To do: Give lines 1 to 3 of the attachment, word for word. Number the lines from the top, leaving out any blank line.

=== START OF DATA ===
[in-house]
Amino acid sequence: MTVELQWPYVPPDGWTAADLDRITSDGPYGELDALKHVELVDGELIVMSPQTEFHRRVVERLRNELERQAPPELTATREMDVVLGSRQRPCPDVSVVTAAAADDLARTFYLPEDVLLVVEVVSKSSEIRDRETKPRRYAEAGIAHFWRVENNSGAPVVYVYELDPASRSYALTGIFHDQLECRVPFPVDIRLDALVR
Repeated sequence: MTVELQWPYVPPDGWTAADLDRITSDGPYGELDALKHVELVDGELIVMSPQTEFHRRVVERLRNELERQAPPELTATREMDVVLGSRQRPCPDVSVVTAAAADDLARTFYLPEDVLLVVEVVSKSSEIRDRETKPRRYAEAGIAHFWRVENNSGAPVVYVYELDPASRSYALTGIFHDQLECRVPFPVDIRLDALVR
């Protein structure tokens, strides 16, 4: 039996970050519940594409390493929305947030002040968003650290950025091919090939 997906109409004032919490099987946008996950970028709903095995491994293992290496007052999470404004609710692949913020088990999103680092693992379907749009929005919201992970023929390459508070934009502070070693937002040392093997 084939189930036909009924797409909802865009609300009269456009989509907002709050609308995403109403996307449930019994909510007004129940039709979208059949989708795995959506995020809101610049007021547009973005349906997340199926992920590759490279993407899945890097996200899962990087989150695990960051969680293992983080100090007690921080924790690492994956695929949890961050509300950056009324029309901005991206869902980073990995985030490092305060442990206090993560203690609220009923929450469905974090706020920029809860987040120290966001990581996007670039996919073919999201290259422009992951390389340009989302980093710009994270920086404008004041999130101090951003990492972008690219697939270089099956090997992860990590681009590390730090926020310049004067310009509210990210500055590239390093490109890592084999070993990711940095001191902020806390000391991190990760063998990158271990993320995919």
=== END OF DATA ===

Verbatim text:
[in-house]
Amino acid sequence: MTVELQWPYVPPDGWTAADLDRITSDGPYGELDALKHVELVDGELIVMSPQTEFHRRVVERLRNELERQAPPELTATREMDVVLGSRQRPCPDVSVVTAAAADDLARTFYLPEDVLLVVEVVSKSSEIRDRETKPRRYAEAGIAHFWRVENNSGAPVVYVYELDPASRSYALTGIFHDQLECRVPFPVDIRLDALVR
Repeated sequence: MTVELQWPYVPPDGWTAADLDRITSDGPYGELDALKHVELVDGELIVMSPQTEFHRRVVERLRNELERQAPPELTATREMDVVLGSRQRPCPDVSVVTAAAADDLARTFYLPEDVLLVVEVVSKSSEIRDRETKPRRYAEAGIAHFWRVENNSGAPVVYVYELDPASRSYALTGIFHDQLECRVPFPVDIRLDALVR